Con was a wiry Irishman with eyes like coals, The lines:
‘You could tell at a glance
When he took up his stance
That he sailed in The Irish Rover’
could have been written for him.
In spite of being a true Swansea Jack who was not of the Welsh-speaking, chapel-going, rugby-following tradition of my side of the Loughour, he had to endure the enforced Welshness of prounouncing all his ‘S’s as ‘Ll’s’. This exotic speech defect turned Swansea into Llwanlli. Not that this cost him any respect or fear from the crew. In fact, I never remember any banter about this, either to his face or behind his back. And most of us were under 25. Con could and would do anything associated with putting on a show, and made the rest of the crew want to match him.
In spite of not being as Welsh as the Urdd Gobaith Cymru would have liked, it was Con who told me why the Welsh call each other ‘Butt’, and explained a lot more in the process:
‘..because down the mines, it’s easier to shovel coal into the dram if you work ‘butt – to – butt’ with someone. You use each other as support. So the man you worked butt to butt with was naturally your ‘Butty’. Then the Yanks got hold of it from Welsh miners in Pennsylvania, and because they can’t talk tidy, it became ‘Buddy’, and now they think they own it. Typical.’
John Chilvers. Manager and saviour of the theatre, leading the campaign in 1968.
Bill. (head electrician) How anyone could balance so much electrician on such a rickety ladder was a miracle. And always in the same knitted blue jumper.
Adas/Sebbs. (son of Con.)
Viv Ellacott. Front of House manager
Maurice. (stage doorman, flyman.) Would sit in the wrecked horsehair sofa in the flies, smoking his pipe and doing the Times crossword between cues. He read the Times from cover to cover every day, and thought that Pinter and Wesker were now very past-it. He seemed in his 60’s to me at the time, and had obviously been well educated. He was a classic Gent, if a little down on his financial luck, or merely eccentric – possibly working in the Grand to smell former glories? He invited speculation and enquiry, and as young men in the late Swinging 60’s, we ignored his story completely, and treated him with as little respect possible. He cleaned the toilets.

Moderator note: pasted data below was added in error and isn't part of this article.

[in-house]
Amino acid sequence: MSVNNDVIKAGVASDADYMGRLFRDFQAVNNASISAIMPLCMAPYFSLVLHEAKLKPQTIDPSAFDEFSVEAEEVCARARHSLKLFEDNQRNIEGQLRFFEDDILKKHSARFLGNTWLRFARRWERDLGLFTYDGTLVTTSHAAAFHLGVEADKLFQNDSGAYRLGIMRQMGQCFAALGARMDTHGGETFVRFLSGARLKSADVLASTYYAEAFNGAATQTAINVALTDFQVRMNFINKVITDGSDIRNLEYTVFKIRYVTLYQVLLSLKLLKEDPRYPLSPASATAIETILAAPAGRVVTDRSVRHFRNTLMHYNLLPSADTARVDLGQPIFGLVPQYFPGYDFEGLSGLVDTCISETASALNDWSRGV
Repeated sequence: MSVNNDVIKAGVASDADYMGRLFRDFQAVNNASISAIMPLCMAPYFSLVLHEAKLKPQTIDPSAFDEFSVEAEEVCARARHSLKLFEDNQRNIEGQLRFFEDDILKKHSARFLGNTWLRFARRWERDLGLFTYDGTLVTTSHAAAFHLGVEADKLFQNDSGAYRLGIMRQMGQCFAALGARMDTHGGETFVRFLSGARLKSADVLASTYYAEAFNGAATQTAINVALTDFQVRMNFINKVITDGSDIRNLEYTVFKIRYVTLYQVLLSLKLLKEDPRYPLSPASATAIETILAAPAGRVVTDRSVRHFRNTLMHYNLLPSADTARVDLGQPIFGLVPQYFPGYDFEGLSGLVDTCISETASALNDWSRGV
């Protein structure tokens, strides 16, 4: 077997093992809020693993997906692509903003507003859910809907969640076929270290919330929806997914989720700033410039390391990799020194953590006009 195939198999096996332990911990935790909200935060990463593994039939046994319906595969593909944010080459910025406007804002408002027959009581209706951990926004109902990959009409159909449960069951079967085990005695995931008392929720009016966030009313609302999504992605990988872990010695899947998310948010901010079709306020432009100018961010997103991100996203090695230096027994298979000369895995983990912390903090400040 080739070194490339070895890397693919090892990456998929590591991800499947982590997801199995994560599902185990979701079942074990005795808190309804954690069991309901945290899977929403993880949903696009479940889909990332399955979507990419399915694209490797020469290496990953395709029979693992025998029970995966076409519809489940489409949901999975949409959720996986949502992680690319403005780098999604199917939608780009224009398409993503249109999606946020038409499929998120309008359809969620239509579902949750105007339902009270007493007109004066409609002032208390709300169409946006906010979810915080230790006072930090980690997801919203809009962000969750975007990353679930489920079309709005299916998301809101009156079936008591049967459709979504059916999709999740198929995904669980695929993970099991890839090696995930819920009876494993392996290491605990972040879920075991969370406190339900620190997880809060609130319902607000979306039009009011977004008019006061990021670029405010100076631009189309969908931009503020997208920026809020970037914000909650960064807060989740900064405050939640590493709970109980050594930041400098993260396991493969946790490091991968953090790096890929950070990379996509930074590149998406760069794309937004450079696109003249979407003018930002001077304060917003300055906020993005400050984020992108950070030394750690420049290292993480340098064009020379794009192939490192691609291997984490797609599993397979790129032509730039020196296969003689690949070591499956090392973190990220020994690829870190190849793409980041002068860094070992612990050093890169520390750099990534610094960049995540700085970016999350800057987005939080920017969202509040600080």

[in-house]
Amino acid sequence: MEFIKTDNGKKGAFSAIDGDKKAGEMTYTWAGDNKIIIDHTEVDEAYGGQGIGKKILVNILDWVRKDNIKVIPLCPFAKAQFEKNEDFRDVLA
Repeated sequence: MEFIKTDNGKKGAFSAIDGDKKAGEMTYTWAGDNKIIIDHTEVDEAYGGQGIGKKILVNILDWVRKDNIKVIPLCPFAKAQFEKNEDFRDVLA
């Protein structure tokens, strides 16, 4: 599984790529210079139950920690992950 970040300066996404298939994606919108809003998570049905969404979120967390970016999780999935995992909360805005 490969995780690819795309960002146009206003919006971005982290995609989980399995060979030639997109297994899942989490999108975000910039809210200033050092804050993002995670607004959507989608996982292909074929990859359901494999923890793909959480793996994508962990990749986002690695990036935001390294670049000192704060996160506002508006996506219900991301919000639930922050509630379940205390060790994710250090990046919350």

Else. (fly chargehand) With the roguish Mexican moustache. About 20. Knew the ins and outs of the flies by heart. Operating a snowbag, running a brail line, setting a dead on the line… everything. If he’s not running a stage now, he’s probably making a lot of money from selling something or other. Favourite song: ‘Coal Miners In The Sky’
‘And when they got to Ammanford they found they’d been forsook.
For poor old Donald Piers had fallen in his Babbling Brook.
You hear them call
“We want no small!”
Coal Miners in the sky…’
Favourite local figures of fun:
‘The miners from the valleys in the TopRank on saturdays in they wellies.’
John. (flies. oppo of Else)
There were two ways up to the fly floor. Directly up from the stage by the long wooden ladder with the square rungs worn and polished by thousands of feet, and through the trap; or through the door on the prompt corner, up a flight of stairs and up a short ladder and through a white plank door with a large iron handle. Either way, the first thing you saw and smelt was the giant rug of the ropes squiggling everywhere.
Get ins and get-outs.
Welsh N.O. which lasted all night and saw us carrying naked (plaster) women across the road to the bus garage, where everything was kept, and then going for breakfast in the Volunteers where the milkman’s horse would put his head through the door for his Guinness.
As a casual, I only worked the shows which needed at least 3 flymen. Either this meant there was a load on one bar which needed 3 to raise it, or there were two cues happening at once. Most of the time I remember there were four of us.
At the technical rehearsal for each show, the flats and borders and lighting bars were carefully flown into their positions for the performance, and each line of the three in each set levelled off. The set would then be first tied around the bottom cleat on the rail, then the top cleat, and coloured tape used to mark each line at the top of the oak rail. The In Dead.